Chad J. McGuire, University of Massachusetts, Dartmouth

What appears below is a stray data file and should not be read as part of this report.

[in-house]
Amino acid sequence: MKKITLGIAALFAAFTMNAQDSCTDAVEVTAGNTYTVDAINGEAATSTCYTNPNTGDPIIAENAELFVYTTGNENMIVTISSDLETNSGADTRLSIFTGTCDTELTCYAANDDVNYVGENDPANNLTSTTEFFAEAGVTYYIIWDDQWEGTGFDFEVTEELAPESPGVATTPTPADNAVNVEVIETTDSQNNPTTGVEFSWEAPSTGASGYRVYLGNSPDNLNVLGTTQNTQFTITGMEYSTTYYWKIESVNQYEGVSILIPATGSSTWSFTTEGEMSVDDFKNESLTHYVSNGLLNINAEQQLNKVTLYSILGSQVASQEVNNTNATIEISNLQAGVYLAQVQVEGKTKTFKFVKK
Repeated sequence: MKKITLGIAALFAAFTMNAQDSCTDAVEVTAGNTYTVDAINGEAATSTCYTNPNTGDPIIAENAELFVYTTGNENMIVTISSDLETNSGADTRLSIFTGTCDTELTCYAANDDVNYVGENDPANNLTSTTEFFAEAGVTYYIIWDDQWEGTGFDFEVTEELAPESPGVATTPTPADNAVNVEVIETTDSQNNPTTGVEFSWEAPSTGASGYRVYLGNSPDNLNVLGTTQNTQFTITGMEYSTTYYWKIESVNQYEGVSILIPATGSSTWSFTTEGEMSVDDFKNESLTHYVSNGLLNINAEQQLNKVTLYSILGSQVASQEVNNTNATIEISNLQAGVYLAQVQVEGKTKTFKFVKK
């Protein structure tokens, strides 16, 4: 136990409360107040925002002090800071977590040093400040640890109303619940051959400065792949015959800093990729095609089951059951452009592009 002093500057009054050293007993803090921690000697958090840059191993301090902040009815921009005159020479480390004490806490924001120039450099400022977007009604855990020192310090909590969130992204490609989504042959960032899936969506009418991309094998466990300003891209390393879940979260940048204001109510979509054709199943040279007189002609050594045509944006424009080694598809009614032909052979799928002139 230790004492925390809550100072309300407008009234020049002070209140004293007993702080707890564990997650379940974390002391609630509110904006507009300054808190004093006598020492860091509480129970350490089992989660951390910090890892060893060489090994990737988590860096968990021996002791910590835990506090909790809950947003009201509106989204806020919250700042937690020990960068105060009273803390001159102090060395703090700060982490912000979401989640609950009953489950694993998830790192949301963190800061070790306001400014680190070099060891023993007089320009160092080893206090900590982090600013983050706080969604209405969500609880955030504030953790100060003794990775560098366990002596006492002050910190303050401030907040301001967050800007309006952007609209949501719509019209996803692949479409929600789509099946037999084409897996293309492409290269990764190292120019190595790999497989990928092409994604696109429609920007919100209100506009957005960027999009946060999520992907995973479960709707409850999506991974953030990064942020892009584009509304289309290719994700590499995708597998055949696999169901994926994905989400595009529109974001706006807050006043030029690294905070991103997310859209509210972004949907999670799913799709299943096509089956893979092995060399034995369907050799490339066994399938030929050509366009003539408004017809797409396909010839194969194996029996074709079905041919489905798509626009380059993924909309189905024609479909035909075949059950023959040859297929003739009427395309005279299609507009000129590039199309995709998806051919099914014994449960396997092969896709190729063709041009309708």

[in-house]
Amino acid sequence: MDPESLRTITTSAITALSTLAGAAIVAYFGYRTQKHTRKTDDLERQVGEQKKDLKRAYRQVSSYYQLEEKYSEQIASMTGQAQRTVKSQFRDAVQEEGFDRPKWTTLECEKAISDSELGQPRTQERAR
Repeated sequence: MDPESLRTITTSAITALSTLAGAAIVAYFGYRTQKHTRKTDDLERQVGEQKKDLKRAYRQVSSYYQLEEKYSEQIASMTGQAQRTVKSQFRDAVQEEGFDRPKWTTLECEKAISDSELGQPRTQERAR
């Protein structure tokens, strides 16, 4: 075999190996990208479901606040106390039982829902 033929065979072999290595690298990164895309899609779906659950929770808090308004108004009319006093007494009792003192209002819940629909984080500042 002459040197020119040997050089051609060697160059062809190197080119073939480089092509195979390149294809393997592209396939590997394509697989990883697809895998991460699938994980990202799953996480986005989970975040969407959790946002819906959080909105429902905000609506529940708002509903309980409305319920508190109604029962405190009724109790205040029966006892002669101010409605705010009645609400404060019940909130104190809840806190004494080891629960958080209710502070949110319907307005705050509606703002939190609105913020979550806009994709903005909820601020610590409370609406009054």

This paper reviews the current management scheme used by Massachusetts to protect vernal pools, which represent small-scale ecosystems, and analyzes its relative strengths and weaknesses from an overall sustainability standpoint by looking at the frameworks developed for management. The frameworks are analyzed to determine if the objectives of vernal pool protection are being met. The initial impression is the outcomes are not meeting the objective of overall vernal pool protection, because there are failures in the drivers (mainly the certification requirement), which limits the number of verbal pools actually protected. An expansion of the current Massachusetts program is suggested to allow for proper consideration of all vernal pools resources regardless of their physical location, proximity to priority habitat, or their legal status at the time of review. Such an expansion would allow for the quantifiable ecosystem services provided by vernal pools to be more readily protected. However, such an expansion also raises important legal questions regarding the extent to which private property can be regulated in the United States. Although this question is not analyzed within the context of this paper, it may limit the application of certain solutions proposed.